The Conference Board recently released their “C-Suite Challenge” report. CEOs in the study are reportedly focused on 5 “external hurdles” in 2021:
- COVID-19-related disruptions
- Lack of quality talent
- Resource constraints relative to business needs
- Lack of innovation culture
In order to deal with these challenges, the report states that CEO’s plan to focus on the following strategies:
- Accelerate the pace of digital transformation
- Improve innovation
- Modify their business models
- Lower costs
- Streamline processes
Nowhere on the list of issues is retention of key talent – also missing is the strategy of investing in key talent. Was this an error? I don’t think so. Does that mean that CEOs see more urgent issues and development is not a priority? YES! This is a big miss!
As I reported last year, with the increasing economic challenges resulting from the worldwide pandemic, organizations would be eliminating or dramatically reducing leadership development. That is exactly what is happening in many (not all) businesses. The downside of this choice is potentially devastating.
Making retention of high potential employees a top priority may feel like it’s a wasted choice because it is a ‘given’. The problem is that organizations don’t put resources into things that don’t end up on a CEO’s priority list. Of course, an organization will try to win back a high potential who announces they are leaving for a lucrative offer. But that reactive tactic usually doesn’t work long term.
When we stop development initiatives, it signals to high potentials that their development is not important. They begin to wonder if the business will return to meaningful development. If I am interested in growth and don’t think I can get it at my current employer, I am open to the other companies who are providing it. There is always a risk of losing a high performer/future leader and it is imperative that companies find innovative ways to continue to invest in their leaders even in difficult times.
Here are three ideas that a CEO should consider:
- Rather than provide executive coaching for one person, provide group coaching for a small group. A great executive leadership coach who wants to partner with a business will be open to charging the same amount to coach a group of people. They will consider charging the same amount if the approximate time investment is similar to the amount of time they would invest to coach one person.
- Rather than taking a 6 to 9 months to roll something out, consider doing a sprint or roll out an initiative faster than you would normally do something.
A lot of corporate leadership development programs start in the fall and end in the spring. If that was your program pre-pandemic, rather than not running the program altogether, I recommend shortening the process, teaching less material, and putting the emphasis on development activities. If the participants are told their leadership practices are the mainstay of the program and they are taught how to measure their progress, the learning can be fantastic. Participants who are held accountable to grow their own skills through practice, reflection, and journaling can establish new habits and become more effective in their leadership even in 120 days.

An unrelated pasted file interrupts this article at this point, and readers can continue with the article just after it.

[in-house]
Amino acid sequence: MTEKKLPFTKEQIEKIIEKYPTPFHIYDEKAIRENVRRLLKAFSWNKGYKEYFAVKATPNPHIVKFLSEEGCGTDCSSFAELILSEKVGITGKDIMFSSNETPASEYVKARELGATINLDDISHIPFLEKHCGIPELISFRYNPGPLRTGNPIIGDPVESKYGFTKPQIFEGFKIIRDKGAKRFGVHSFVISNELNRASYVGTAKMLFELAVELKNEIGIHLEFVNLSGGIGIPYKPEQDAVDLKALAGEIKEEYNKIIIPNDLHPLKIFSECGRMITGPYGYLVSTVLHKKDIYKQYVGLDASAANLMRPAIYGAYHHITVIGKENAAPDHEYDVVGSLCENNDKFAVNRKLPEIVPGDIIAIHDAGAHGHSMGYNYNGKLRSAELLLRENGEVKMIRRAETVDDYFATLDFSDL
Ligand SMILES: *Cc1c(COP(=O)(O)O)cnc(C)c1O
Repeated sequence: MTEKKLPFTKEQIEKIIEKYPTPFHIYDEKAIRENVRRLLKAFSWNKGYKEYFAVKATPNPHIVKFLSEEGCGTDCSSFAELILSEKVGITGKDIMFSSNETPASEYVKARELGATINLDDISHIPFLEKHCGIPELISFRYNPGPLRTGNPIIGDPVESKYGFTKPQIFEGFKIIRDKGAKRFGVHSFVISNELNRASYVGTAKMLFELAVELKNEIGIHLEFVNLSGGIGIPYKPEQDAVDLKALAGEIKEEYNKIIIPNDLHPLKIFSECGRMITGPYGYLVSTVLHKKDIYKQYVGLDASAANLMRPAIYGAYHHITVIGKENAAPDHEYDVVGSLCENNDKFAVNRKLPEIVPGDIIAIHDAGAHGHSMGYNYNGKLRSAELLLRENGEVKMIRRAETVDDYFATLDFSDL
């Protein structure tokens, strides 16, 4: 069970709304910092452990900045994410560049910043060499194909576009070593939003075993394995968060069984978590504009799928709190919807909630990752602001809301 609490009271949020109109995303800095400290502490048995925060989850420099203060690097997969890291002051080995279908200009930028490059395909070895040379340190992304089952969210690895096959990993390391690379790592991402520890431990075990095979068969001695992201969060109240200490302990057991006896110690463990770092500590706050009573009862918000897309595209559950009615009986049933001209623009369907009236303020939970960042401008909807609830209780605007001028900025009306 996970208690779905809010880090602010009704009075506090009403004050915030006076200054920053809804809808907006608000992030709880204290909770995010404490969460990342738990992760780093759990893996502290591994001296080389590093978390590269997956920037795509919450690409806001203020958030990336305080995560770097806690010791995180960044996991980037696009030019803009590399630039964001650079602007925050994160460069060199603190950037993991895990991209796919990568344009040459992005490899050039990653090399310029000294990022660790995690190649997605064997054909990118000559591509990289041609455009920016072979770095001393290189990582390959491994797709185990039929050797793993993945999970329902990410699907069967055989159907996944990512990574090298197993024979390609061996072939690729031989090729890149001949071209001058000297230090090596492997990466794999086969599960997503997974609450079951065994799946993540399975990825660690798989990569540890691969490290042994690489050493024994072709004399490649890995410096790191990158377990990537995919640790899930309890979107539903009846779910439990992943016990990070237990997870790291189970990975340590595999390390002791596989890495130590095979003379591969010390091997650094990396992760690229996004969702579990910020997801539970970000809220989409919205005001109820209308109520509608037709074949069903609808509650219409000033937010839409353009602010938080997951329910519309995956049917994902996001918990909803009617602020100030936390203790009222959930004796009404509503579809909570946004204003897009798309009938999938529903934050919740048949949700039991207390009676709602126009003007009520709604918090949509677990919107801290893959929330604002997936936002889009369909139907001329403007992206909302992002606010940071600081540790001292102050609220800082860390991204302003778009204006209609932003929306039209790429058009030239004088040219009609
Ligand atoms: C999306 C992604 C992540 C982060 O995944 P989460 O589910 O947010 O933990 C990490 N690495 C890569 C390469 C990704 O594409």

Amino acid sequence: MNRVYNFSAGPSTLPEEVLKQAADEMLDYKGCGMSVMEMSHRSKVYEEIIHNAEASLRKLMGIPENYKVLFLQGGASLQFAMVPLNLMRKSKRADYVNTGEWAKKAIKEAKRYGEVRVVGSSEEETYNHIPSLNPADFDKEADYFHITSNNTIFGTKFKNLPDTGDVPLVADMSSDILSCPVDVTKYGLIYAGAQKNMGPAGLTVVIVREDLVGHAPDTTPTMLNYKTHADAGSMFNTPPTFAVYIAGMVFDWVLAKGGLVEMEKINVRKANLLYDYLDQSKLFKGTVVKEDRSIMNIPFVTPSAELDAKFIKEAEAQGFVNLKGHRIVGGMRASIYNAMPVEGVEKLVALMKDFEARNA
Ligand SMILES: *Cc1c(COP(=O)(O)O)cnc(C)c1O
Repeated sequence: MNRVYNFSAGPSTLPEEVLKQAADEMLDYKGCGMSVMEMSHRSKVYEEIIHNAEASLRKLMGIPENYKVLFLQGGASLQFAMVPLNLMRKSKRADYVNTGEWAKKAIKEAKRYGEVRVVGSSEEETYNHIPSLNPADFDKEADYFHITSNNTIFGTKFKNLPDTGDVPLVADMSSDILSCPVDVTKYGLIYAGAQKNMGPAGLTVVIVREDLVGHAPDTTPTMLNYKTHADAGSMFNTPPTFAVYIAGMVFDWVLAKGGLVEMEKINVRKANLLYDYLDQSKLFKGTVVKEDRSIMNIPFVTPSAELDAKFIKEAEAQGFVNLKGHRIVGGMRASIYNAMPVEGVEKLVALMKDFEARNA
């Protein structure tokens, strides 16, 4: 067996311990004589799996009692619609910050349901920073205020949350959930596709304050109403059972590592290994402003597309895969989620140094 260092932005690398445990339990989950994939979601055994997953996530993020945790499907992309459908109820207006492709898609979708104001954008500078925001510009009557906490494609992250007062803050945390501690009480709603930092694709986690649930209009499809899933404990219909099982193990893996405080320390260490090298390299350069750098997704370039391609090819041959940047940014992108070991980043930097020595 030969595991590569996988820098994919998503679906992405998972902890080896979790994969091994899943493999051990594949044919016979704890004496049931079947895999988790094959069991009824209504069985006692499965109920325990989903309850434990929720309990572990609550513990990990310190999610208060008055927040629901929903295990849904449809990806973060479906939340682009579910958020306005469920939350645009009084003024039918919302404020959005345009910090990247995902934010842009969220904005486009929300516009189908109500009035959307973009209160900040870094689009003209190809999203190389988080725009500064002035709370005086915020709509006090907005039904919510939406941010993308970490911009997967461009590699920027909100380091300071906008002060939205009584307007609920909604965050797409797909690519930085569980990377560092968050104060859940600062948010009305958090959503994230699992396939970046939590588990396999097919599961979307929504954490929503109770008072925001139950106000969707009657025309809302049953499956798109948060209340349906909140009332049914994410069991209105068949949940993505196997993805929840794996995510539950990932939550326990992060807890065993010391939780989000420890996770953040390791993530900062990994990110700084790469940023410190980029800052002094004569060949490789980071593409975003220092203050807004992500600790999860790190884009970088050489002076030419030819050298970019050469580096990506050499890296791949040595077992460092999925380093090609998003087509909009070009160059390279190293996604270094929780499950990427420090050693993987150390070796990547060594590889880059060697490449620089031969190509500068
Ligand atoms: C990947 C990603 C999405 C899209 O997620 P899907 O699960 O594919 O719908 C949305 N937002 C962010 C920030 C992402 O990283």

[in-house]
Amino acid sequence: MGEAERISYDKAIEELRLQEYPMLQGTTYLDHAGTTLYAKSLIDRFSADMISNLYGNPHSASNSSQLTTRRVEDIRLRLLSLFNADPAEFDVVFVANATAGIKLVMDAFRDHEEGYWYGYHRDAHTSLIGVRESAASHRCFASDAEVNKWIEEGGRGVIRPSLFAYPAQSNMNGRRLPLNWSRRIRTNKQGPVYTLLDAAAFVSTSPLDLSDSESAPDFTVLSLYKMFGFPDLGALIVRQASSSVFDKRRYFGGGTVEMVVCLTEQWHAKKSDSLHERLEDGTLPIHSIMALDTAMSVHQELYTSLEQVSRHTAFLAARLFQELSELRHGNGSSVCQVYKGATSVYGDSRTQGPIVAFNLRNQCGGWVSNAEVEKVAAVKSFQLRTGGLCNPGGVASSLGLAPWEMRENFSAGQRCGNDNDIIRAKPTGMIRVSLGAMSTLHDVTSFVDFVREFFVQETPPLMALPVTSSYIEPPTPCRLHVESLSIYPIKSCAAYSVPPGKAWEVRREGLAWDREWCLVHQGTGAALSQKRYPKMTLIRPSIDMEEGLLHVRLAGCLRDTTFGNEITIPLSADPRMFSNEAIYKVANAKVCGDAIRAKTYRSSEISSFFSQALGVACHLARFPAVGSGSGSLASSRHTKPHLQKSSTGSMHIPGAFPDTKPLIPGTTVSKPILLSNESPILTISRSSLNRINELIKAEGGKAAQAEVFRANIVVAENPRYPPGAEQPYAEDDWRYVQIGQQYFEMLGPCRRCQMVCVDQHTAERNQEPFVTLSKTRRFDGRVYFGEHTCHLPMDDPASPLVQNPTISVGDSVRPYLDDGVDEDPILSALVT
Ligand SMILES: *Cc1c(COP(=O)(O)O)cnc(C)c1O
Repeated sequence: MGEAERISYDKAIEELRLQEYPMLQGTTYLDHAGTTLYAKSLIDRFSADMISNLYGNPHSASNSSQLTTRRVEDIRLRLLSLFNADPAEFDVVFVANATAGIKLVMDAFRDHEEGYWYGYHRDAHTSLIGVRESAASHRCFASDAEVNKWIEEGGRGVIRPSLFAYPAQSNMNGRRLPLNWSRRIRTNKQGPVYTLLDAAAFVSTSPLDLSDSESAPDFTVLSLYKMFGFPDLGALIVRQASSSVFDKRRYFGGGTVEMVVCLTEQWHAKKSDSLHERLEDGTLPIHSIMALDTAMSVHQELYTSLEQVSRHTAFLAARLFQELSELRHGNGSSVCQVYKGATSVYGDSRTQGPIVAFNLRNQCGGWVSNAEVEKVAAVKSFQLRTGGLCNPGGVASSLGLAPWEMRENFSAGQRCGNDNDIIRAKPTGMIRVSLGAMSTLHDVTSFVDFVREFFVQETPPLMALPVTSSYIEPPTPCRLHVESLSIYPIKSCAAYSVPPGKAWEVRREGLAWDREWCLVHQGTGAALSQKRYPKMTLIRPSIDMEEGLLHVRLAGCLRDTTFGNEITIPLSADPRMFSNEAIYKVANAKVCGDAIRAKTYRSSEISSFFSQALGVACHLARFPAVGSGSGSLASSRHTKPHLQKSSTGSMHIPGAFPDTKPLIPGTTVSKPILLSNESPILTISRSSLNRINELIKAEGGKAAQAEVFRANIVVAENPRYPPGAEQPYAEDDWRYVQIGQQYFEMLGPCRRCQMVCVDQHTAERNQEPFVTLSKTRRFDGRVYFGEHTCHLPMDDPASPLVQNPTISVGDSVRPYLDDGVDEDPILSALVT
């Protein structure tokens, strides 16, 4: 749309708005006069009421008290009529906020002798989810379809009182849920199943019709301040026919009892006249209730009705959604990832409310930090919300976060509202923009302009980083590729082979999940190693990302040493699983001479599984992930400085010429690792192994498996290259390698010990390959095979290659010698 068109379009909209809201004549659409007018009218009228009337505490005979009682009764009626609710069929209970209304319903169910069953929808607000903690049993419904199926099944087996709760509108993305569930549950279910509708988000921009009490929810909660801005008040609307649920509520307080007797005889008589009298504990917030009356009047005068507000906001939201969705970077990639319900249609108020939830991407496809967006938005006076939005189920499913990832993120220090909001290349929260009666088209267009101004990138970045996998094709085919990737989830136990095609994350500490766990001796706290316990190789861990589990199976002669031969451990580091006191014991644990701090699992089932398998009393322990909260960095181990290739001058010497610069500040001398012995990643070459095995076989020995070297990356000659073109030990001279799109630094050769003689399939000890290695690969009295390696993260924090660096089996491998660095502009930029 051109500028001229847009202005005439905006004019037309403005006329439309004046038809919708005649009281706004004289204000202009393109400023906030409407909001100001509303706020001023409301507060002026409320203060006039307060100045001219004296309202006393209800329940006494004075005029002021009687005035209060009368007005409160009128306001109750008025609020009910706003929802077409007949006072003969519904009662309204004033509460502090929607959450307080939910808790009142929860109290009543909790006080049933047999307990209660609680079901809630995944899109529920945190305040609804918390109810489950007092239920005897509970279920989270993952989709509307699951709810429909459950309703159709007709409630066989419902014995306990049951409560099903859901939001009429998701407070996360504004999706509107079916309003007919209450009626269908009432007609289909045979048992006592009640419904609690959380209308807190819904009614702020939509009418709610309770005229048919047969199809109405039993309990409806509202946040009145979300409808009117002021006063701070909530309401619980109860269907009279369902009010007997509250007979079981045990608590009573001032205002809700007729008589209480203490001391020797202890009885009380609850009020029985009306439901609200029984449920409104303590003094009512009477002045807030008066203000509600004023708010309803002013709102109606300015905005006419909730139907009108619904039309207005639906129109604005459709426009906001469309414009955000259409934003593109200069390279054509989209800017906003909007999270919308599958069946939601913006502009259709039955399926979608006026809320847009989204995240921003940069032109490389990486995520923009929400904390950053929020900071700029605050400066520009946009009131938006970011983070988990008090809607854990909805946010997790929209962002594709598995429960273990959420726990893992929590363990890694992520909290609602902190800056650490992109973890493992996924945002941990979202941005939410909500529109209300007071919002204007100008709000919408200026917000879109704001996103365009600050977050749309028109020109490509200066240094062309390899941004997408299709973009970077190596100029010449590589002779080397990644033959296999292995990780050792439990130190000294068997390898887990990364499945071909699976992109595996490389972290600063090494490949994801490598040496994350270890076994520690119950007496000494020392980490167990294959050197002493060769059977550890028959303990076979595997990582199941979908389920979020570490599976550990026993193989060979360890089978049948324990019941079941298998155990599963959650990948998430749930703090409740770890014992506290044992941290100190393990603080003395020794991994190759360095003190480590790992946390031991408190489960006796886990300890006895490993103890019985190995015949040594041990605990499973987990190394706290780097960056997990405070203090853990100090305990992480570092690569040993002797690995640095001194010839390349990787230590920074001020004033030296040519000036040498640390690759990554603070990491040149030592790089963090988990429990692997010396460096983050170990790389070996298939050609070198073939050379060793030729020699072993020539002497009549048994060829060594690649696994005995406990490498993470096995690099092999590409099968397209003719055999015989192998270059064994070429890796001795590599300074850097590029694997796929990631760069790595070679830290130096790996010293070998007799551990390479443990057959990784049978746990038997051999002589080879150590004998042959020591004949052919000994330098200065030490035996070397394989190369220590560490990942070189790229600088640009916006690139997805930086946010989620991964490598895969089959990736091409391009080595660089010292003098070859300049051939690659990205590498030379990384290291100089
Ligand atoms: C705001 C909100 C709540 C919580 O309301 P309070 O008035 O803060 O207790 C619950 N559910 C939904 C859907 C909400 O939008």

- Gather your best future leaders and help them learn about leadership effectiveness. Ask them to learn the information and teach their peers what they learned.
One of the most powerful and least used techniques is putting learners in charge of teaching. They will need help and the process must be observed and participants must be guided but it works very well. One facilitator/instructor can lead a train-the-trainer process and enable a small group of leaders to co-teach your leadership development program. The teachers learn more than they would if they were only participants.
More importantly, there is one thing that all CEOs can do and should seriously consider in 2021.
Everything in a hierarchy flows downstream. Therefore, a CEO’s personal development makes a difference and impacts whether others invest time and energy into their own development. In organizations that see and experience a CEO who is too busy to invest in their own development, are also too busy. This flows through the organization.
If CEOs don’t role model leadership development, only a few employees will do it themselves. It’s a big problem if a CEO says do as I say, not do as I do because it leads to mistrust and a lack of influence. People feel coerced and manipulated and do not follow through with their own development.
So, for 2021, I suggest CEOs focus on their own development. Create a Start, Stop, and Continue list. Here are two quick ways to determine where to start: Zenger Folkman’s 8-minute assessment and/or Marshall Goldsmith’s 20 Bad Habits from his book What Got You Here Won’t Get You There.